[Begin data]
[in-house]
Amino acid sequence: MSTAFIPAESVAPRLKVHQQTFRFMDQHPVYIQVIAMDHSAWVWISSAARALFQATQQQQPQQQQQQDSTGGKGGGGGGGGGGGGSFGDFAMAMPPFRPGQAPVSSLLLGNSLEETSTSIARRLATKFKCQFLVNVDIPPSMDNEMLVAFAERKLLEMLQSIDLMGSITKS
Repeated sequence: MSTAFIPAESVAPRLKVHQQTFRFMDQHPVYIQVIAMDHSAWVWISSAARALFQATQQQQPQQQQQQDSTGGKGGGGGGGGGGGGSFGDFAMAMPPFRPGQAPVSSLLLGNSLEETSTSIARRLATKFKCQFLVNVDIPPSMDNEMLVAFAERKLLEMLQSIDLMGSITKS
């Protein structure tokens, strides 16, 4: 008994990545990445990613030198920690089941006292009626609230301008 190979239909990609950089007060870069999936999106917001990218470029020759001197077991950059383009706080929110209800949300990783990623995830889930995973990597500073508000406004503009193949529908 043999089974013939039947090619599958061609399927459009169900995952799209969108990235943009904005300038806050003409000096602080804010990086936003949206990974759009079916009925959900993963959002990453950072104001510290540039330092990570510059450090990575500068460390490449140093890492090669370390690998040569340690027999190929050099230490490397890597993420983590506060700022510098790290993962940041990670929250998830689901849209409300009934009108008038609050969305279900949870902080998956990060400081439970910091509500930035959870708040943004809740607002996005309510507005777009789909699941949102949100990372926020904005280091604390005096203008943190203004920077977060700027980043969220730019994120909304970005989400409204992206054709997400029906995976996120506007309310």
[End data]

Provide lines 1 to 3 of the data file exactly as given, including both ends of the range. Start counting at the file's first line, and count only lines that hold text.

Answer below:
[in-house]
Amino acid sequence: MSTAFIPAESVAPRLKVHQQTFRFMDQHPVYIQVIAMDHSAWVWISSAARALFQATQQQQPQQQQQQDSTGGKGGGGGGGGGGGGSFGDFAMAMPPFRPGQAPVSSLLLGNSLEETSTSIARRLATKFKCQFLVNVDIPPSMDNEMLVAFAERKLLEMLQSIDLMGSITKS
Repeated sequence: MSTAFIPAESVAPRLKVHQQTFRFMDQHPVYIQVIAMDHSAWVWISSAARALFQATQQQQPQQQQQQDSTGGKGGGGGGGGGGGGSFGDFAMAMPPFRPGQAPVSSLLLGNSLEETSTSIARRLATKFKCQFLVNVDIPPSMDNEMLVAFAERKLLEMLQSIDLMGSITKS